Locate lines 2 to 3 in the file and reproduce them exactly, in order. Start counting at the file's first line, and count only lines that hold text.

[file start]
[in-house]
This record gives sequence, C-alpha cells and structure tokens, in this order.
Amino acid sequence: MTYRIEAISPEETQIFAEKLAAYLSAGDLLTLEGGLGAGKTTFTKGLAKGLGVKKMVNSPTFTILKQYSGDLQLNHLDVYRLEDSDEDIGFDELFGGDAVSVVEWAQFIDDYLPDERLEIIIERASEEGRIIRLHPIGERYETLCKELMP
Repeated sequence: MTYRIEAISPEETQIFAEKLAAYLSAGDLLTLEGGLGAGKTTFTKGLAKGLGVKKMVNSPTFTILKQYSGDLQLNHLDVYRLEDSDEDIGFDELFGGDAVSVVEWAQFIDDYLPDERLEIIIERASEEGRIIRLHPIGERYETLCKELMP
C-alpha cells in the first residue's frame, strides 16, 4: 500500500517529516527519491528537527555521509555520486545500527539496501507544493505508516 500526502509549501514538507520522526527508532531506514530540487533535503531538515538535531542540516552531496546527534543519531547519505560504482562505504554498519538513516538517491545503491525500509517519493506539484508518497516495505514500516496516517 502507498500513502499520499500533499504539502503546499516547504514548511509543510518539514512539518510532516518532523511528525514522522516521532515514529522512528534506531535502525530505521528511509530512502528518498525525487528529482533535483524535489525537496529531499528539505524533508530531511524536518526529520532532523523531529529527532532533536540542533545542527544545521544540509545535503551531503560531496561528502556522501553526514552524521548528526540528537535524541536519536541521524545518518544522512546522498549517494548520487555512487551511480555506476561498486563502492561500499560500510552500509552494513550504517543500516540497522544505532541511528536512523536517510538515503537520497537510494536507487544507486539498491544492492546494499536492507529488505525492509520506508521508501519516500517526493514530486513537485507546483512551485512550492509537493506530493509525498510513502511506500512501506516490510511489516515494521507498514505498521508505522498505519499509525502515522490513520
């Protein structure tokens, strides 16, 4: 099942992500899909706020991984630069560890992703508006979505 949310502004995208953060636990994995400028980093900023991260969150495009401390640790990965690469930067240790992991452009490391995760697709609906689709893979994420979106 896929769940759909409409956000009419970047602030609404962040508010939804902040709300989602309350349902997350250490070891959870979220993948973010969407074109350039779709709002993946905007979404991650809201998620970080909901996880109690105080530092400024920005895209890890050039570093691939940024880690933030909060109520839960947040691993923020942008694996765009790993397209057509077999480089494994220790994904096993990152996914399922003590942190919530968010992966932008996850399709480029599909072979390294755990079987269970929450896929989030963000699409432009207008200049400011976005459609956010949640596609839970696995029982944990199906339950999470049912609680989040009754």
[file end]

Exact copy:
This record gives sequence, C-alpha cells and structure tokens, in this order.
Amino acid sequence: MTYRIEAISPEETQIFAEKLAAYLSAGDLLTLEGGLGAGKTTFTKGLAKGLGVKKMVNSPTFTILKQYSGDLQLNHLDVYRLEDSDEDIGFDELFGGDAVSVVEWAQFIDDYLPDERLEIIIERASEEGRIIRLHPIGERYETLCKELMP